• 'Knightfall', the story of the Knights Templar, is rich in history, but also fictionalised for entertainment value. (SBS)Source: SBS
What's real and what's embellished in the medieval drama.
Jim Mitchell

11 Jan 2018 - 9:04 AM  UPDATED 26 Jan 2018 - 10:49 AM

All historical epics are a mix of faithful representation of true events and some creative licence to create an engaging, coherent narrative. SBS’s new big budget actioner, Knightfall from the History Channel, follows suit, striving for authenticity weaved into an entertaining yarn.

"Much of our content is true to the historical record, and while we take some liberties for the purposes of drama and intrigue, history gives us at least the framework,” explains Knightfall showrunner Dominic Minghella to Bustle. “And – since the Templar story is so rich – often much more!"

So what’s fact and fiction in the show?


The Siege of Acre


Knightfall begins with the bloody Siege of Acre in 1291, Israel. Acre had been the stronghold of the infamous order of warrior monks, the Knights Templar, who served as protectors of the Holy Land and Christianity. Spearheaded by Mamluk sultan Egypt Al-Ashraf Ṣalāḥ ad-Dīn Khalīl, the city was taken in 1291 by an army of 10,000 soldiers.

“There are scenes that are astonishingly faithful to the known events and historical sources,” historian and Knightfall consultant Dan Jones tells Black Girl Nerds. “The detail of the Siege of Acre 1291, which opens the first episode, for example, is drawn extensively from the so-called Templar of Tyre’s eyewitness account of that amazing urban battle.”


The Holy Grail


You may be surprised by this verdict, but Jones believes the Grail and its storied mystery are a romantic fiction.

“All of this was high fantasy, which people in the Middle Ages would have recognised as such: the Holy Grail was no more real than SPECTRE in today’s James Bond films,” writes Jones in his book The Templars: The Rise and Spectacular Fall of God’s Holy Warriors. “Bogus pseudo-history became confused with the real history of Christianity, and of crusading. But the Holy Grail myth is a brilliant starting point for fiction.”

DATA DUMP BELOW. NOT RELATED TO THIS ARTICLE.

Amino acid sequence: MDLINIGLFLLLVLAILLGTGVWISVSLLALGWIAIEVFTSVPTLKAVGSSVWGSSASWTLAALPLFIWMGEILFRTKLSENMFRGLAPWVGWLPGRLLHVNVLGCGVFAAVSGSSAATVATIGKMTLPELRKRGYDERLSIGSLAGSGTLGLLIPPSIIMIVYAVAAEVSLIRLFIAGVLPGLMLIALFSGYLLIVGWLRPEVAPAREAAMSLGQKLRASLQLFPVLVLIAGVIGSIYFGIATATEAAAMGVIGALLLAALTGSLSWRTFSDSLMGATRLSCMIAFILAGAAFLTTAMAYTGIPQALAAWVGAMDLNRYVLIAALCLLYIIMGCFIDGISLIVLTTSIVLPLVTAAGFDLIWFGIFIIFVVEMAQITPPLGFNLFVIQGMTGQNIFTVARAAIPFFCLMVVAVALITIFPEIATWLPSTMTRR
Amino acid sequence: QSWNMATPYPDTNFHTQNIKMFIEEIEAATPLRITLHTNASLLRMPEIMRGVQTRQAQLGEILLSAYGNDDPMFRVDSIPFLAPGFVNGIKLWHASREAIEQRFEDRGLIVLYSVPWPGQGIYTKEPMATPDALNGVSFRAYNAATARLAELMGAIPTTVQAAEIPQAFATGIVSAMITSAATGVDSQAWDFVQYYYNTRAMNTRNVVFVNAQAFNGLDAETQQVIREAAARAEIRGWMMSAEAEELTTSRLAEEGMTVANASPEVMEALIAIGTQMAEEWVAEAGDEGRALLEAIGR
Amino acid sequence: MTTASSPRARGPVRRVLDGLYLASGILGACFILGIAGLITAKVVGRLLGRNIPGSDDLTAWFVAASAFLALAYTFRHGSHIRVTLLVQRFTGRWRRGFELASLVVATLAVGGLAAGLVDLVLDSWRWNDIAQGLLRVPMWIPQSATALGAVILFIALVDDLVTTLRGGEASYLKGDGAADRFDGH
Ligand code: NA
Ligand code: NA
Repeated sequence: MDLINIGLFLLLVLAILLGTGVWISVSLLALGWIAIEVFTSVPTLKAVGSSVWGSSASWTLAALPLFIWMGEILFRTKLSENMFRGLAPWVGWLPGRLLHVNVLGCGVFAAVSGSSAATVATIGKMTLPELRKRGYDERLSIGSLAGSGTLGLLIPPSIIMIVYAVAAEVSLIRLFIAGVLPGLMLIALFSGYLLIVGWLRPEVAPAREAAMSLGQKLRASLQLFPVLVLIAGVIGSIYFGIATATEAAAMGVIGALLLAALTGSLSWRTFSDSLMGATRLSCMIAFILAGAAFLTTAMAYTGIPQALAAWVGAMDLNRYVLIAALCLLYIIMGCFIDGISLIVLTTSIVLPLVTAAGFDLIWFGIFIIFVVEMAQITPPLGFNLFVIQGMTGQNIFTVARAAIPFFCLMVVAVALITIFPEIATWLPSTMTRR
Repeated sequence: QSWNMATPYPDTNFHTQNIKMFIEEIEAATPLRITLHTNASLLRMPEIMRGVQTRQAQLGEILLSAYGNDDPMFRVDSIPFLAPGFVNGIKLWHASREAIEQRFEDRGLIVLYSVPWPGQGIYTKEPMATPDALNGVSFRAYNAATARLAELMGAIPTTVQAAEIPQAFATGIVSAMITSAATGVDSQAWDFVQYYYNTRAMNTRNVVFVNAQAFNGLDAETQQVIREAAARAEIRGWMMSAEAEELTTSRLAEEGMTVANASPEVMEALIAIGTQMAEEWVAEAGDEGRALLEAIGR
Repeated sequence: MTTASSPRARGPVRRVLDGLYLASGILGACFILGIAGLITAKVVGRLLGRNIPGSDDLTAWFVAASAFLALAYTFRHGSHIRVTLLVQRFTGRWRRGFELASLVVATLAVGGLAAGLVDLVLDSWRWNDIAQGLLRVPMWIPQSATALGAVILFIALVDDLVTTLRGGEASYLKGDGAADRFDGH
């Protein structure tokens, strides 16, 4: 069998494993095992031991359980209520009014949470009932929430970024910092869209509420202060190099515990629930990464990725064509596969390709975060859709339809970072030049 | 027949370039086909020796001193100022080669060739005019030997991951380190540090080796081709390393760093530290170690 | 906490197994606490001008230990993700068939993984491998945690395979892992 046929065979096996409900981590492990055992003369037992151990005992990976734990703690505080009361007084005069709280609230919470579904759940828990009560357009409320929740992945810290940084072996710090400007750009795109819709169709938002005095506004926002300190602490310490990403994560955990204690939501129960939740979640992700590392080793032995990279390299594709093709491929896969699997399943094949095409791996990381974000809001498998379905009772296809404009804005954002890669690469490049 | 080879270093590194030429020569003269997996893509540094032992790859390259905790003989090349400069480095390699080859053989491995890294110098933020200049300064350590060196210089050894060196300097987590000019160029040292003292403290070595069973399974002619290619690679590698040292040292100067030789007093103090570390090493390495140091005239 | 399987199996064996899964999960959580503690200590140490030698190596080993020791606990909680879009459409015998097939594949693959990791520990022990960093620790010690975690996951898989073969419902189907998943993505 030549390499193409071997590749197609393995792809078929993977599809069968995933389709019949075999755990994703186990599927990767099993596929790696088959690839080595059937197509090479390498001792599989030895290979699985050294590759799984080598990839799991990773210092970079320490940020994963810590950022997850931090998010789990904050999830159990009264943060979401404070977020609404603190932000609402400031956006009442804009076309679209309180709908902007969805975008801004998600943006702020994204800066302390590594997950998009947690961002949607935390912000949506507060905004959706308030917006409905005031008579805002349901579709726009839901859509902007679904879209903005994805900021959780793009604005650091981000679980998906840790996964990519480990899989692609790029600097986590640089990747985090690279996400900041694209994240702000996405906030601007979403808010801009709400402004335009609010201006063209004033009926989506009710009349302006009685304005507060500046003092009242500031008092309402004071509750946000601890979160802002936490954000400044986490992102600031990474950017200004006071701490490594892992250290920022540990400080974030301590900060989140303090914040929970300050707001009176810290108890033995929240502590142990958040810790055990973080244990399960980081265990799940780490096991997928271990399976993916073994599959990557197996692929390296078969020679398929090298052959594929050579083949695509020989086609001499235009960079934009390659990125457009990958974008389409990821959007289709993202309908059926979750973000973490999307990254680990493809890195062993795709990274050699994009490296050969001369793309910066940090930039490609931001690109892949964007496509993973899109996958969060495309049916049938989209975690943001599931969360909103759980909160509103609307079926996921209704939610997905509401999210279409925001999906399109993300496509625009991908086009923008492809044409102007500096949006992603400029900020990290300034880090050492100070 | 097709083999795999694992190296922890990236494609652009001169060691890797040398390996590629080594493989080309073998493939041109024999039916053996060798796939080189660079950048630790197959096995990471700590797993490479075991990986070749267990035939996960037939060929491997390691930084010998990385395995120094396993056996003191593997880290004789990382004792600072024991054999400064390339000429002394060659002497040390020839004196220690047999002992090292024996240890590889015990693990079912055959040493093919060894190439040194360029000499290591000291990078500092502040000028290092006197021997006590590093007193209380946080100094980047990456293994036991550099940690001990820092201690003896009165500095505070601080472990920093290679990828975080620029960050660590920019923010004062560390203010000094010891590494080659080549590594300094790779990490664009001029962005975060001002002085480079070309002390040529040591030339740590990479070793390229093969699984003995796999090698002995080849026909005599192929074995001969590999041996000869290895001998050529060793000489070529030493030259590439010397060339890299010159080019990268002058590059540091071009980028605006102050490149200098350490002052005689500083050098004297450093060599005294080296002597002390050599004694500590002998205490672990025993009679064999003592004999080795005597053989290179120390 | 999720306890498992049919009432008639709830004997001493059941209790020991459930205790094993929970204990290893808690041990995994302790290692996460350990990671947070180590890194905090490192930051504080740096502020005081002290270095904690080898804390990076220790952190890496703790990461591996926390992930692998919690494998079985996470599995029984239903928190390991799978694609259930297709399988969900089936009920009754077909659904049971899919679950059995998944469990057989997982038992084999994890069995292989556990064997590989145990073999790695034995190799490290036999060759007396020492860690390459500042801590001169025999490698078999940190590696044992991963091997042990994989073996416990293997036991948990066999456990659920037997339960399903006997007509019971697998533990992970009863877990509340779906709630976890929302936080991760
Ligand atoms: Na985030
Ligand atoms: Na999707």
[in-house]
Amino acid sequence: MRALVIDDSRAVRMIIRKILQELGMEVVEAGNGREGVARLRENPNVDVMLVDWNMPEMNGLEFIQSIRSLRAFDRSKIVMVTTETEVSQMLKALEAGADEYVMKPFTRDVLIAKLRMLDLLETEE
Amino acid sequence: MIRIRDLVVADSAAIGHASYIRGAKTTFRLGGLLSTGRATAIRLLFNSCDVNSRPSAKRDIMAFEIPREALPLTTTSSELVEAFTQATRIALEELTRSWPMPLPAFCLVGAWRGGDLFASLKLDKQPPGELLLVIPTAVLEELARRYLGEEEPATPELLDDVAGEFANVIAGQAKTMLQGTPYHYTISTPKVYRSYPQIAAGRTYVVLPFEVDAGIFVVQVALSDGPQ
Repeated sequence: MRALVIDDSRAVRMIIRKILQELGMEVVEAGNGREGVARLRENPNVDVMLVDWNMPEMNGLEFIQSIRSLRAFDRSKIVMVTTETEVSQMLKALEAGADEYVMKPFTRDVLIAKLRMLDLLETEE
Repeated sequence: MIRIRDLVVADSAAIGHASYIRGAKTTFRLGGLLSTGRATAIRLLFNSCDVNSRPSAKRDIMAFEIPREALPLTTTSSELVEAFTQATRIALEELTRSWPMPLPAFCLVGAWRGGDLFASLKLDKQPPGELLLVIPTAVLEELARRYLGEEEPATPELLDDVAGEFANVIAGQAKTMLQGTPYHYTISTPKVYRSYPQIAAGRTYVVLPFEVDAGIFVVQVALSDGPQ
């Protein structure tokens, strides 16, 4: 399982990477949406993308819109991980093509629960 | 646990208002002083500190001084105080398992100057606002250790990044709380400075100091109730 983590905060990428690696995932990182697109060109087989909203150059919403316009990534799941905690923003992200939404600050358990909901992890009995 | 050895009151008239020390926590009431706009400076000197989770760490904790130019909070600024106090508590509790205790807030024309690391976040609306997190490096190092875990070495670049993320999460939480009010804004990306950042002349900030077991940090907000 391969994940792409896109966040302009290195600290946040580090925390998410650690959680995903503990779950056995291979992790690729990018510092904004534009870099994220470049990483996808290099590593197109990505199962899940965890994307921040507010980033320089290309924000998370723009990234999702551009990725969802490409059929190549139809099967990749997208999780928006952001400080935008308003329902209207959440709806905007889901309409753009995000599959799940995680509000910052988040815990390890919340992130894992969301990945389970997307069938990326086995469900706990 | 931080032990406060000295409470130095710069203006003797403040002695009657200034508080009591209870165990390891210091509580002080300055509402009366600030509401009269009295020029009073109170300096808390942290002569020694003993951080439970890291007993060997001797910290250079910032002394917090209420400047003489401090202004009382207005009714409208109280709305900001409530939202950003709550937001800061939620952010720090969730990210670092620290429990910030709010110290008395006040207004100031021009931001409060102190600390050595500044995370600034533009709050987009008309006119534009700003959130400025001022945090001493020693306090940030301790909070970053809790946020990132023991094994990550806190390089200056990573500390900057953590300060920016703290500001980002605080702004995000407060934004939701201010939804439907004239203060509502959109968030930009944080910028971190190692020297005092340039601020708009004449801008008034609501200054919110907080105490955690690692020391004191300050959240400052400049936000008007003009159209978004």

Whether you believe it to be a myth or elusive truth, if you’re making a series about the Knights Templar, the storied hunt for the Grail is inextricably linked to them. It’s a narrative drive any TV writing room would be mad to ignore.


Queen Joan of France and Navarre


Queen Joan’s (Olivia Ross) power lay not only in her influence as queen consort of Philip IV (played in the series by Ed Stoppard). As the heir of Henry I, King of Navarre, the Queen also had serious sway by enhancing the monarchy with the rights to the Kingdom of Navarre, and the regions of Champagne and Brie.

But there was one hitch for the makers of Knightfall – the Queen died in 1305 and that didn’t fit with the show’s narrative timeline. So, according to Jones, the writers incorporated the Queen into the story some years past her historical death. Also, her steamy affair with Templar Landry (Tom Cullen) in the story has been added as a piece of juicy creative licence.


Templar Landry


It seems the protagonist of Knightfall,Templar Landry (Tom Cullen), is a fiction. But it’s a good bet he’s based on a blend of historical figures, such as Templar leaders like founder Hugues de Payens, Bernard de Tremelay, Gérard de Ridefort and Jacques de Molay, who was burned at the stake in 1314 when King Phillip IV orchestrated the order’s demise.


Pope Boniface VIII


In history, Pope Boniface VIII (played by Jim Carter in the series) was involved in a bitter clash with King Phillip IV of France, as the King undermined the French Papacy and demanded the clergy pay taxes. Pope Boniface excommunicated Phillip, and the King orchestrated a campaign to discredit him.

Knightfall paints Pope Boniface as “warm and avuncular - but also a seasoned politician” and “a stabilising, incorruptible force within a corrupt medieval world”.

Again, the writers faced a significant problem, with Pope Boniface dying in 1303, which didn’t fit with what they wanted to achieve in Knightfall’s narrative. So, again, they tinkered with time.

In the end, says Jones, historical drama “works best when it draws inspiration from history, plays knowingly with its material, but never forgets that its currency is entertainment, not slavish fidelity to chronology. If you don’t believe me, go read all of Shakespeare’s history plays.”


Knightfall premieres Thursday 1 February at 8.30pm on SBS and continues Thursdays at 9.30pm. SBS On Demand will have a sneak preview of episode one available from 25 January. Then, all episodes will be available after broadcast anytime, anywhere, for free via SBS On Demand.

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